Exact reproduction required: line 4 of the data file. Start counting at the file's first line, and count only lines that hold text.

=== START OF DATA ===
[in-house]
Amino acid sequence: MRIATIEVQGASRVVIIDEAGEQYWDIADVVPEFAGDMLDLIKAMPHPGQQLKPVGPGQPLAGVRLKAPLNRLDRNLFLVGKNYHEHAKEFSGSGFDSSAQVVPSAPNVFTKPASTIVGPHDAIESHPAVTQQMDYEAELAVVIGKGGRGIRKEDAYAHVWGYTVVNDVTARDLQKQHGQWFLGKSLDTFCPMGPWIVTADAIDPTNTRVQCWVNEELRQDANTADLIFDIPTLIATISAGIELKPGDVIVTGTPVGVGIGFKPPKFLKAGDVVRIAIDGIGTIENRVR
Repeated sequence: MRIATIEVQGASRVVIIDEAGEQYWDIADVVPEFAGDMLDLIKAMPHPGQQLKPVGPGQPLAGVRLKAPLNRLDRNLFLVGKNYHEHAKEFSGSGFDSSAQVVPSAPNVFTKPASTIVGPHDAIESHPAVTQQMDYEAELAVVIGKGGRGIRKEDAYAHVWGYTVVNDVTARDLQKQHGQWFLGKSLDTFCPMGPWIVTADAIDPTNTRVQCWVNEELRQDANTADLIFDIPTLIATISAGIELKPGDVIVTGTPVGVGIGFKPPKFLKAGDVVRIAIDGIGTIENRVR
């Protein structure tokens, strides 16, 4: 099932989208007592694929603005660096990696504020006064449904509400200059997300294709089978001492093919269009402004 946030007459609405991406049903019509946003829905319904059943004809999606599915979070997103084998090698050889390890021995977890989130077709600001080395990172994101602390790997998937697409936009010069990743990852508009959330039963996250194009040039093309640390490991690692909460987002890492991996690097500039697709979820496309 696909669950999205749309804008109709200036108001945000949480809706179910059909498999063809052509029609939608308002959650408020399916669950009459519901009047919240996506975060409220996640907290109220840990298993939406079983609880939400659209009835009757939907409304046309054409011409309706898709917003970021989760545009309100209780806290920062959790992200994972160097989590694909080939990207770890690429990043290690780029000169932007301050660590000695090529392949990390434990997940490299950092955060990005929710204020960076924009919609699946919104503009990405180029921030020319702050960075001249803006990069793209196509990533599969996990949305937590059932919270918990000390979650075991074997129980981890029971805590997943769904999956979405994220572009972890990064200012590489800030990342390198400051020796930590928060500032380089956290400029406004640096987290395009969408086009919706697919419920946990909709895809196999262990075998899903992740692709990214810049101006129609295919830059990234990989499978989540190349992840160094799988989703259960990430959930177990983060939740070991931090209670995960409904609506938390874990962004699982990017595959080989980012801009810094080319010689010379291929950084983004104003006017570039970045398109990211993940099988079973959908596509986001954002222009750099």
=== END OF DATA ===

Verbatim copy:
């Protein structure tokens, strides 16, 4: 099932989208007592694929603005660096990696504020006064449904509400200059997300294709089978001492093919269009402004 946030007459609405991406049903019509946003829905319904059943004809999606599915979070997103084998090698050889390890021995977890989130077709600001080395990172994101602390790997998937697409936009010069990743990852508009959330039963996250194009040039093309640390490991690692909460987002890492991996690097500039697709979820496309 696909669950999205749309804008109709200036108001945000949480809706179910059909498999063809052509029609939608308002959650408020399916669950009459519901009047919240996506975060409220996640907290109220840990298993939406079983609880939400659209009835009757939907409304046309054409011409309706898709917003970021989760545009309100209780806290920062959790992200994972160097989590694909080939990207770890690429990043290690780029000169932007301050660590000695090529392949990390434990997940490299950092955060990005929710204020960076924009919609699946919104503009990405180029921030020319702050960075001249803006990069793209196509990533599969996990949305937590059932919270918990000390979650075991074997129980981890029971805590997943769904999956979405994220572009972890990064200012590489800030990342390198400051020796930590928060500032380089956290400029406004640096987290395009969408086009919706697919419920946990909709895809196999262990075998899903992740692709990214810049101006129609295919830059990234990989499978989540190349992840160094799988989703259960990430959930177990983060939740070991931090209670995960409904609506938390874990962004699982990017595959080989980012801009810094080319010689010379291929950084983004104003006017570039970045398109990211993940099988079973959908596509986001954002222009750099």